The EPA does not only implement laws related to the overall health and well being of humans and the planet. The agency participates in a wide variety of pollution prevention programs and energy conservation efforts in order to make sure their mission is heard and accessible to everyone. By setting national standards for states to enforce through their own regulations the EPA is implying that they will work with any government/organization/business etc. and share information to help with the overall mission of protecting the planet and the population.

Did you know that half of the EPA’s budget goes to state environmental programs, non-profits, and many other projects to help the overall mission of the EPA?

Now the question is what exactly do they control? Or better yet; what do they regulate aside from heating and air conditioning products or any product with an EnergyStar labels?

  • Air quality – They develop and research pollution control strategies
  • Oil Pollution – The main focus is on spill prevention and control. All oil or oil product facilities are educated and regulated to make sure that if there is a spill what can be done to clean it up and what can also be done to prevent it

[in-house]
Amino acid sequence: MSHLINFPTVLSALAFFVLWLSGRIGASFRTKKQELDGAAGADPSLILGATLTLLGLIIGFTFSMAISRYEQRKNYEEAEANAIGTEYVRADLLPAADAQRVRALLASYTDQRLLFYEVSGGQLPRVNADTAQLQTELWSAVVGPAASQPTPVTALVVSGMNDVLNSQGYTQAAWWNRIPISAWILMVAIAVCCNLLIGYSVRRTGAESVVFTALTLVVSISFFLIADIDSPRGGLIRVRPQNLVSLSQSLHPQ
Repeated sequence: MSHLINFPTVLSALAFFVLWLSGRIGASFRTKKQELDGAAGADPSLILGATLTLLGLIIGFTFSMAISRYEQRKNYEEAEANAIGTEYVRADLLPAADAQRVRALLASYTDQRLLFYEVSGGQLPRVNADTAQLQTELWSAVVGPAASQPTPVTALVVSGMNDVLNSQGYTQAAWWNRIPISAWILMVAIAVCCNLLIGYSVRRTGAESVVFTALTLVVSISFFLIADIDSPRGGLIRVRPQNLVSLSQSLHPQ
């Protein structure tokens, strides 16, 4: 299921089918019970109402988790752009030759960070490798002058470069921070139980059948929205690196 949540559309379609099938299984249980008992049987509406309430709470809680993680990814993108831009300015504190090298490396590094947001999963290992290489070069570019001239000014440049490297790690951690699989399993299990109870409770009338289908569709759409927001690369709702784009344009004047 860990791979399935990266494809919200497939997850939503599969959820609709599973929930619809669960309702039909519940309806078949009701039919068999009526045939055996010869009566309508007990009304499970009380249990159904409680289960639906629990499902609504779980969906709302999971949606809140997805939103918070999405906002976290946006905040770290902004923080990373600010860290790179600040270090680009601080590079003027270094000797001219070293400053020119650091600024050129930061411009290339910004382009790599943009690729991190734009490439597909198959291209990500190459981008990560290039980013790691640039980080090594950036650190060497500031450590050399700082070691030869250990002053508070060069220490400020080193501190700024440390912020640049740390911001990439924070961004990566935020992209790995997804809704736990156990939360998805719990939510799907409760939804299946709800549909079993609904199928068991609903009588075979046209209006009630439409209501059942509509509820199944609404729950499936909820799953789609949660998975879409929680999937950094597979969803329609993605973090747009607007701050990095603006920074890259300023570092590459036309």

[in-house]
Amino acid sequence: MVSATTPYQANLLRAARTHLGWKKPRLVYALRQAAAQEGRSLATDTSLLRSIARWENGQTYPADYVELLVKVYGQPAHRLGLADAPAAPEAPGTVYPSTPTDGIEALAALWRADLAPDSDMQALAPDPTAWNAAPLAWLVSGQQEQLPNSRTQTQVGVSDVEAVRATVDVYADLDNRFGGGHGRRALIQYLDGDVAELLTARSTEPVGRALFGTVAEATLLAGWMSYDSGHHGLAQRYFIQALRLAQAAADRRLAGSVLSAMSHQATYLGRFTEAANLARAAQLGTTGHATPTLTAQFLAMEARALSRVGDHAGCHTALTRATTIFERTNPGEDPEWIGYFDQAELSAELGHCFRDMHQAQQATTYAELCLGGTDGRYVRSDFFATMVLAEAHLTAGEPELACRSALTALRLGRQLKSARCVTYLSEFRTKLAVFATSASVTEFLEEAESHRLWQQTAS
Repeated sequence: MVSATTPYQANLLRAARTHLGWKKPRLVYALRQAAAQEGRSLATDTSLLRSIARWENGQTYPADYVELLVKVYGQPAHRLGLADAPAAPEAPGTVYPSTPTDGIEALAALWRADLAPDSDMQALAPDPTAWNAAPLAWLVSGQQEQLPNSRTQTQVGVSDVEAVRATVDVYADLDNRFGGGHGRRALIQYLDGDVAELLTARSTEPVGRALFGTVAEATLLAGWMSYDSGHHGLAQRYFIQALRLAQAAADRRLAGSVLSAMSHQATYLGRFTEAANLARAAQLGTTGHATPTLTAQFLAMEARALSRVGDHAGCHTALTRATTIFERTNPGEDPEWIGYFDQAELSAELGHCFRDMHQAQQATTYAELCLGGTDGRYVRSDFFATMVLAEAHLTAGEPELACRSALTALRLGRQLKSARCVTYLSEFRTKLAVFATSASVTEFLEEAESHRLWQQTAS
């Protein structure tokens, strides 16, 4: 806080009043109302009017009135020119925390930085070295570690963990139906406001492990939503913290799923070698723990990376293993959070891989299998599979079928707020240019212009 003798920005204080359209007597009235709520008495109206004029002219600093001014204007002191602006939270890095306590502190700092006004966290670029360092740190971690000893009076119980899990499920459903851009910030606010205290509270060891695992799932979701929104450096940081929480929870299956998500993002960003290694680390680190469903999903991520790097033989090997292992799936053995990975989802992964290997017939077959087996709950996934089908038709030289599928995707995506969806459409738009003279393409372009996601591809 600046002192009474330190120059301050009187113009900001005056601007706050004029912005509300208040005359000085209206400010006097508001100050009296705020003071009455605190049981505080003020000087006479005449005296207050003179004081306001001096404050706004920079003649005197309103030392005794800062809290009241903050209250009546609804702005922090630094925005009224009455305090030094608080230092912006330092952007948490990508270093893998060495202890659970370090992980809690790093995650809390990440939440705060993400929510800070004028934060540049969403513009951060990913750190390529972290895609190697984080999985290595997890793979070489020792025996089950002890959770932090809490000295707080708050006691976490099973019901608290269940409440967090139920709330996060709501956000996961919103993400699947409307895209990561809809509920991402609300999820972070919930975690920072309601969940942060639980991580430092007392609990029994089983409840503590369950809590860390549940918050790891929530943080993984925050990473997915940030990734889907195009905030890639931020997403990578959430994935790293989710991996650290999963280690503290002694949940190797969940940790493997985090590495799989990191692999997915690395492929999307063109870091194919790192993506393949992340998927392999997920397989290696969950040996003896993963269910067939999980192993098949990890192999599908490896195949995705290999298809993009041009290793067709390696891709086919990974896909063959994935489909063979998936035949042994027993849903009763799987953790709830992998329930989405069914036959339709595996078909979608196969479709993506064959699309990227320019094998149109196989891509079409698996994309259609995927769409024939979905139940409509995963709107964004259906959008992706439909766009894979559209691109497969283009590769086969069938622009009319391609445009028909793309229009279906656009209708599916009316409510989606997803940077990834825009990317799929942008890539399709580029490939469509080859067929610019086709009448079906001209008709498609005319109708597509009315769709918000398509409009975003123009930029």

• Drinking water – Believe it or not the EPA makes it a top priority that each state ensures safe drinking water for the public by setting standards of which more than 160,000 public water systems must adhere to
  • Nuclear contamination – Today the EPA has a total of 7 projects, possibly even more, of which all protect the public from any form of nuclear contamination (i.e. waste management program)
  • Fuel Economy – Put simply, all automobiles in the USA are required, by the EPA, to provide fuel economy results for all vehicles in order to make sure that excess carbon from the exhaust does not happen (if it was not regulated it would be the main factor of extreme air pollution)
  • Pesticides – They must all be registered and approved by the EPA. By meeting the EPA’s standards they prove to be no harm to the environment or the people.

When it all comes down to it the main goal of the EPA is to make sure the environment and the people are safe by not being a “secret” agency. Ensuring the health and well being of the planet as a whole means that the public needs to be knowledgeable and aware of the idea that pollution does happen but it can and will be reduced by making sure that anything from appliances to companies are expected to meet certain regulations.

The EPA is more than willing to share their information and advice on how to prevent pollution or what products are more energy efficient. Our knowledge on how to prevent the downfall of this planet will be carried to those who come after us.

It all starts with us; the EPA is just here to make sure that we spread the word across the nation.